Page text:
How do values and emotions play a role in creating the purposefulness common to all types of SSW?
How are values and emotions work implicated in each of the broad classes of SSW, self-work, organizational work and institutional work and how do they connect or span those classes?
How do actors deploy values and emotions work in strategies that focus on specific classes of SSW, e.g., institutional work?
How do actors align or integrate values and emotions work with social symbolic work targeting specific social symbolic objects, e.g., strategies, policies, or norms?
How do emotions and values work play a role in sequencing, aligning, and integrating or other strategies for combining self, organization or institutional?
When does values work collide with emotional work or the other way around?
What are the roles, uses and misuses of values and emotions in SSW involving the valorizing or demonization of contentious SSO?
What is the role of the material in values and emotions work?
We invite colleagues to contribute to this endeavour through conceptual papers, empirical studies, and methodological reflections.
- Askeland, H., Espedal, G., Løvaas, B.J., & Sirris, S. (2020): “Understanding values work in organisations and leadership.” In: H. Askeland, G. Espedal, B.J. Løvaas & S. Sirris (eds.): Understanding Values Work: Institutional Perspectives in Organizations and Leadership. Cham: Palgrave Macmillan, 1–12.
- Creed, W.E.D., Hudson, B.A., Okhuysen, G.A., & Smith-Crowe, K. (2014): “Swimming in a sea of shame: Incorporating emotion into explanations of institutional reproduction and change.” Academy of Management Review, 39 (3), 275–301.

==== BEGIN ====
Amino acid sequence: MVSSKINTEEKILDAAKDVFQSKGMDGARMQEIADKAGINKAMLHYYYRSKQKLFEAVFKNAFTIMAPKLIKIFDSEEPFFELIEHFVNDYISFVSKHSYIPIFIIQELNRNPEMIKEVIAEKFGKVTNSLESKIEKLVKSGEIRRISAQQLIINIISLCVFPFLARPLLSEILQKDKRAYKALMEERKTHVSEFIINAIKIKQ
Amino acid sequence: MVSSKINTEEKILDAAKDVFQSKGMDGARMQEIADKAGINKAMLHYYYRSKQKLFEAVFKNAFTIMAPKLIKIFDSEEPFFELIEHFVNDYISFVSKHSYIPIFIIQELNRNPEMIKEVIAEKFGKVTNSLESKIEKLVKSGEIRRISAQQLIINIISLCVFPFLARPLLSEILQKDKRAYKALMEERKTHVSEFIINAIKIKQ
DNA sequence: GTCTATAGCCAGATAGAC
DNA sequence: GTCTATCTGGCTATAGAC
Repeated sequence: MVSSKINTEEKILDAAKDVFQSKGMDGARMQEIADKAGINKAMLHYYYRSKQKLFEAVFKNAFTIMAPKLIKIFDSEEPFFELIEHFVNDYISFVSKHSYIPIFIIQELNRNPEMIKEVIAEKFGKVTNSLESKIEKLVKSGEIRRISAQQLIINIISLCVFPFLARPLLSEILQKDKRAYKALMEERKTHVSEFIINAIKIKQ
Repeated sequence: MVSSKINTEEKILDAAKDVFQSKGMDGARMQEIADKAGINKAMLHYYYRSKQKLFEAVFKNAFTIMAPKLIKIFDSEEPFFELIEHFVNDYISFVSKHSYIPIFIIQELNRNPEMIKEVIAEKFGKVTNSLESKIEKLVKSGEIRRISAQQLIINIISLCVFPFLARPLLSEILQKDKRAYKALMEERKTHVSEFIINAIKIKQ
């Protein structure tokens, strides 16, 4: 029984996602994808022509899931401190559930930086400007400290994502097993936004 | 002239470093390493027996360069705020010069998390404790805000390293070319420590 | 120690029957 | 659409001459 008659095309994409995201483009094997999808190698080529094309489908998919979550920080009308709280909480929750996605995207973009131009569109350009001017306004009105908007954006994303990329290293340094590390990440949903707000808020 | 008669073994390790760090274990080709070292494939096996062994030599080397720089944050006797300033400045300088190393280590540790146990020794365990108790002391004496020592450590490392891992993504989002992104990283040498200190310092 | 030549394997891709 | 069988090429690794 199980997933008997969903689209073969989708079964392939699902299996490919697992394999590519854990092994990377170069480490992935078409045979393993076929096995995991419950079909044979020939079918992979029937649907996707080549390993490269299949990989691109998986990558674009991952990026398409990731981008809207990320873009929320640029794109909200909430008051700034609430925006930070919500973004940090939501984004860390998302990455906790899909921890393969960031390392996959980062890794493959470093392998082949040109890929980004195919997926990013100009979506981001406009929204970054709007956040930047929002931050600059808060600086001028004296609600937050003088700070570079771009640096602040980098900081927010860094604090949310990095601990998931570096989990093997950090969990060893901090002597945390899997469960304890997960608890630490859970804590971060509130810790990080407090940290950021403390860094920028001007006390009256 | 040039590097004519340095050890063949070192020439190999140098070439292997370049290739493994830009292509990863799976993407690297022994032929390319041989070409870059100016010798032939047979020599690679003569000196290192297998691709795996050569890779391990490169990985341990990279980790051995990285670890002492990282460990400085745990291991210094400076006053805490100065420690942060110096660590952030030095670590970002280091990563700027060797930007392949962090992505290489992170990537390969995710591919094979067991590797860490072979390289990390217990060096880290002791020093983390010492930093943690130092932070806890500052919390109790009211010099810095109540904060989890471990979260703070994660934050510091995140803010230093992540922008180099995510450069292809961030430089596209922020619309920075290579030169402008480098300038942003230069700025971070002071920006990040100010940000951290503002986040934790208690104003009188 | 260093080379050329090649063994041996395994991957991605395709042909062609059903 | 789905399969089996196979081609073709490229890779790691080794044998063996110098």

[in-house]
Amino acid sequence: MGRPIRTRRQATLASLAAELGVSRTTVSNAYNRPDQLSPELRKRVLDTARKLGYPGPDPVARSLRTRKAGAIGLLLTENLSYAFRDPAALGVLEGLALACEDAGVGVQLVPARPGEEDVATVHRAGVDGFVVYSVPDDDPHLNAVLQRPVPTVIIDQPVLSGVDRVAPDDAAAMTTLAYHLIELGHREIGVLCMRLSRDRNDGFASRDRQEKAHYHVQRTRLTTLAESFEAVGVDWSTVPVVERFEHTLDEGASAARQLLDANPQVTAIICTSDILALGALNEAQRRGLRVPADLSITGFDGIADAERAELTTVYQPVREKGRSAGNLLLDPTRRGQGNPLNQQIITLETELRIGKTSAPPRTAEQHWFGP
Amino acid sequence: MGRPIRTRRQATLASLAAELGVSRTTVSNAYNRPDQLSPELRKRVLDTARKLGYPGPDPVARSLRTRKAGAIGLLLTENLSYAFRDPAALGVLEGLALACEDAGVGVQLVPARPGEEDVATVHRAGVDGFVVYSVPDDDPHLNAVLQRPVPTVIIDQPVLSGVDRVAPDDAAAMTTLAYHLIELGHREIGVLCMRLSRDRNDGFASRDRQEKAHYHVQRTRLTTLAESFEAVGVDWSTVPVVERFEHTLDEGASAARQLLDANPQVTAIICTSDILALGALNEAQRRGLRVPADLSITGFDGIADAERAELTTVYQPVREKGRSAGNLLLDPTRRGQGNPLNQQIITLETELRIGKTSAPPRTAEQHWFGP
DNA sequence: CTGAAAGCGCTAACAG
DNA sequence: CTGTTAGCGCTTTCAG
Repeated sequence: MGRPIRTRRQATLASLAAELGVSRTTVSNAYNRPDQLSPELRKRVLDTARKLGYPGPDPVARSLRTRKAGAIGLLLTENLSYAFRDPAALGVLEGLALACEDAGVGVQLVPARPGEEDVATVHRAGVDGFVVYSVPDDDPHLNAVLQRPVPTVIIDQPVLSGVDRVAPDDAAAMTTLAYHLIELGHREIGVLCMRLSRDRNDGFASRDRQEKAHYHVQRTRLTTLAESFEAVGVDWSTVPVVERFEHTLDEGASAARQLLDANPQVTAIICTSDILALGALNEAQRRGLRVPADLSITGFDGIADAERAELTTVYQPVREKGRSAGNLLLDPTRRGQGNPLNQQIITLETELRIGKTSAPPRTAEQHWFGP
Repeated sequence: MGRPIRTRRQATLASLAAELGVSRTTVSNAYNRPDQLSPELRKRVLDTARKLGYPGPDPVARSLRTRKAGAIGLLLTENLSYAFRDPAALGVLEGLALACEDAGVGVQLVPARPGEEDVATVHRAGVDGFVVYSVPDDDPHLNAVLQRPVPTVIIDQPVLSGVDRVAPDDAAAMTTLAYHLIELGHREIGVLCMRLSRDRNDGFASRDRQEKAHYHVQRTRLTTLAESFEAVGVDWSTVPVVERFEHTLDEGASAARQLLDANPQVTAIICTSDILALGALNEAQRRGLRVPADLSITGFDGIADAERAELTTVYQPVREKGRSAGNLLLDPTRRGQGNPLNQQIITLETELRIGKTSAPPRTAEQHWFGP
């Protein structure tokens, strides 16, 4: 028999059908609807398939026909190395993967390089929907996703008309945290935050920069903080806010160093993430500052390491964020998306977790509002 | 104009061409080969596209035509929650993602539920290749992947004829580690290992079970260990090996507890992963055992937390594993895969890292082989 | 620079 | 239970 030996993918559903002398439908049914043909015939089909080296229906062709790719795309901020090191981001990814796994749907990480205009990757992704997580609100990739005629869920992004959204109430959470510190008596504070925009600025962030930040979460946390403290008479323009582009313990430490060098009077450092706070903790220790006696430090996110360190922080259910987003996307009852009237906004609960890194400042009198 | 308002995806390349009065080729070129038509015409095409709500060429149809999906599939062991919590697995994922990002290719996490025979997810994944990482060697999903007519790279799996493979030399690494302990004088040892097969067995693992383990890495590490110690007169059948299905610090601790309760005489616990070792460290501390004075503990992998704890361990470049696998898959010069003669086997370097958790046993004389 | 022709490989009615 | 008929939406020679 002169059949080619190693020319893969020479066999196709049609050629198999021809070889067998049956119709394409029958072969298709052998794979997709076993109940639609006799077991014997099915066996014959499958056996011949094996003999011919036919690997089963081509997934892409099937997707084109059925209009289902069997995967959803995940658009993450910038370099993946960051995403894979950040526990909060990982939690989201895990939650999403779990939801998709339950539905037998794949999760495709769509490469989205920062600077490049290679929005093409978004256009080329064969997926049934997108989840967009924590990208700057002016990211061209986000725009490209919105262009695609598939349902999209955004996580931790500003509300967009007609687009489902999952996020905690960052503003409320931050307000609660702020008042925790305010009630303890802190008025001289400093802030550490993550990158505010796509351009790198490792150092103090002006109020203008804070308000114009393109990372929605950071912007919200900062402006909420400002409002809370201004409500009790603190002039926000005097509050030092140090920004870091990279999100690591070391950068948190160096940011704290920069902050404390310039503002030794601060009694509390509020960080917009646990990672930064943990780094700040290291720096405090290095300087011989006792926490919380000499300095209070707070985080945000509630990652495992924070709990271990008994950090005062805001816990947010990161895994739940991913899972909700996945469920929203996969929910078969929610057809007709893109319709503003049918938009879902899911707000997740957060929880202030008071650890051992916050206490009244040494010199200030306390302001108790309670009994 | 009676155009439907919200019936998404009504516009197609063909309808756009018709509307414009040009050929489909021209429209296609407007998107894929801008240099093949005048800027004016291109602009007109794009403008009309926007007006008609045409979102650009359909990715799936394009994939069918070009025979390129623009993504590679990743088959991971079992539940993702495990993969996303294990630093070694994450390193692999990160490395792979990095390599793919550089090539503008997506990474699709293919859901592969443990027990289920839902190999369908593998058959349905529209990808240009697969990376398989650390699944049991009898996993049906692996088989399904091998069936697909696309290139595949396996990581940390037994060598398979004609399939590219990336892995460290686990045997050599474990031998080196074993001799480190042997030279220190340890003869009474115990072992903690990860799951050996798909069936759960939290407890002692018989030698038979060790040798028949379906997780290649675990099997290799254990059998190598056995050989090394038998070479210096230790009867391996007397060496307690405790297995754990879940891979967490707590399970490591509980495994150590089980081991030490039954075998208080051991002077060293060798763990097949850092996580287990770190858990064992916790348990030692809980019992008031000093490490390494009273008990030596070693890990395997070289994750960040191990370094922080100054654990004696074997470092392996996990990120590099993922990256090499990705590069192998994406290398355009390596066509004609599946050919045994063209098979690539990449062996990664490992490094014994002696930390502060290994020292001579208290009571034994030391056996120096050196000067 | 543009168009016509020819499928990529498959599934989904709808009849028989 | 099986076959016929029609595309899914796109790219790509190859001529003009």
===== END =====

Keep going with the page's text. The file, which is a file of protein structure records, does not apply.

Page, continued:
- Creed, W.E.D., Hudson, B.A., Okhuysen, G.A., & Smith-Crowe, K. (2020): “A Place in the World: Vulnerability, Well-Being, and the Ubiquitous Evaluation That Animates Participation in Institutional Processes.” Academy of Management Review, 47 (3), https://doi.org/10.5465/amr.2018.0367.
- Creed, W.E.D., Taylor, S.S., & Hudson, B.A. (2020): “Institutional aesthetics: Embodied ways of encountering, evaluating, and enacting institutions.” Organization Studies, 41 (3), 415–435.
- Gehman, J., Trevino, L.K., & Garud, R. (2013): “Values work: A process study of the emergence and performance of organizational values practices.” Academy of Management Journal, 56 (1), 84–112.
- Hochschild, A.R. (1979): “Emotion work, feeling rules, and social structure.” American Journal of Sociology, 85 (3), 551–575.
- Kraatz, M.S., Flores, R., & Chandler, D. (2020): “The Value of Values for Institutional Analysis.” Academy of Management Annals, 14 (2), 1–91.
- Lawrence, T.B., & Phillips, N. (2019): Contructing Organizational Life. How Social-Symbolic Work Shapes Selves, Organizations, and Institutions. Oxford, UK: Oxford University Press.
- Marini, M.M. (2000): “Social values and norms.” In: E.F. Borgatta & R.J.V. Montgomery (eds.): Encyclopedia of Sociology. Volume 1. New York: Macimillian References, 2828–2840.
- Rafaeli, A., & Sutton, R.I. (1987). “Expression of emotion as part of the work role.” Academy of Management review, 12 (1), 23–37.
- Selznick, P. (1957/1983). Leadership in Administration. A Sociological Interpretation. Berkeley, CA: University of California Press.
- Vaccaro, A. & Palazzo, G. (2015). “Values against violence: Institutional change in societies dominated by organized crime.” Academy of Management Journal, 58 (4), 1075–1101.
- Wright, A.L., Zammuto, R.F., & Liesch, P.W. (2017). “Maintaining the values of a profession: Institutional work and moral emotions in the emergency department.” Academy of Management Journal, 60 (1), 200–237.
- Zietsma, C., Toubiana, M., Voronov, M., & Roberts, A. (2019). Emotions in Organization Theory. Cambridge, UK: Cambridge University Press.